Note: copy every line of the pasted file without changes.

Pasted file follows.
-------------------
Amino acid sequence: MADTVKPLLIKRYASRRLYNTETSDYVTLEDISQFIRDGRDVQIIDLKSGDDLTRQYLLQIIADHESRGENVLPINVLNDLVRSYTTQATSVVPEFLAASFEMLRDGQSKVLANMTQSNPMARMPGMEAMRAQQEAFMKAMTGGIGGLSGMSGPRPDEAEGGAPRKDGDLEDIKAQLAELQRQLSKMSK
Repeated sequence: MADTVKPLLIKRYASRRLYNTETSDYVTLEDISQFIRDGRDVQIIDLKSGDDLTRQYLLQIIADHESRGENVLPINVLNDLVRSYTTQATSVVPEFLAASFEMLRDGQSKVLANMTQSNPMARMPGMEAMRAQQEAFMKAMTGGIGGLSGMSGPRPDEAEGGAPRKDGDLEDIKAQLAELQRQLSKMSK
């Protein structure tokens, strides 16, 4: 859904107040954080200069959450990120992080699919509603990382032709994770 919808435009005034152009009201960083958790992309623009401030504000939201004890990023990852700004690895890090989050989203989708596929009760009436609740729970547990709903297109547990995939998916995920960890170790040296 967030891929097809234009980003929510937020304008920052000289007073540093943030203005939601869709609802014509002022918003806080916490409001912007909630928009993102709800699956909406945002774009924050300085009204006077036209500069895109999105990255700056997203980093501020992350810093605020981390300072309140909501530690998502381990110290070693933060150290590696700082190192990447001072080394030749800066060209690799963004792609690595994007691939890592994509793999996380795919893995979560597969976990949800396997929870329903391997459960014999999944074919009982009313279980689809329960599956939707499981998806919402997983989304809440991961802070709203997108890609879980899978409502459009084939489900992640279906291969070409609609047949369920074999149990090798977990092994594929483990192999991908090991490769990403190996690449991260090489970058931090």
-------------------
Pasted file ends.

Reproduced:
Amino acid sequence: MADTVKPLLIKRYASRRLYNTETSDYVTLEDISQFIRDGRDVQIIDLKSGDDLTRQYLLQIIADHESRGENVLPINVLNDLVRSYTTQATSVVPEFLAASFEMLRDGQSKVLANMTQSNPMARMPGMEAMRAQQEAFMKAMTGGIGGLSGMSGPRPDEAEGGAPRKDGDLEDIKAQLAELQRQLSKMSK
Repeated sequence: MADTVKPLLIKRYASRRLYNTETSDYVTLEDISQFIRDGRDVQIIDLKSGDDLTRQYLLQIIADHESRGENVLPINVLNDLVRSYTTQATSVVPEFLAASFEMLRDGQSKVLANMTQSNPMARMPGMEAMRAQQEAFMKAMTGGIGGLSGMSGPRPDEAEGGAPRKDGDLEDIKAQLAELQRQLSKMSK
């Protein structure tokens, strides 16, 4: 859904107040954080200069959450990120992080699919509603990382032709994770 919808435009005034152009009201960083958790992309623009401030504000939201004890990023990852700004690895890090989050989203989708596929009760009436609740729970547990709903297109547990995939998916995920960890170790040296 967030891929097809234009980003929510937020304008920052000289007073540093943030203005939601869709609802014509002022918003806080916490409001912007909630928009993102709800699956909406945002774009924050300085009204006077036209500069895109999105990255700056997203980093501020992350810093605020981390300072309140909501530690998502381990110290070693933060150290590696700082190192990447001072080394030749800066060209690799963004792609690595994007691939890592994509793999996380795919893995979560597969976990949800396997929870329903391997459960014999999944074919009982009313279980689809329960599956939707499981998806919402997983989304809440991961802070709203997108890609879980899978409502459009084939489900992640279906291969070409609609047949369920074999149990090798977990092994594929483990192999991908090991490769990403190996690449991260090489970058931090």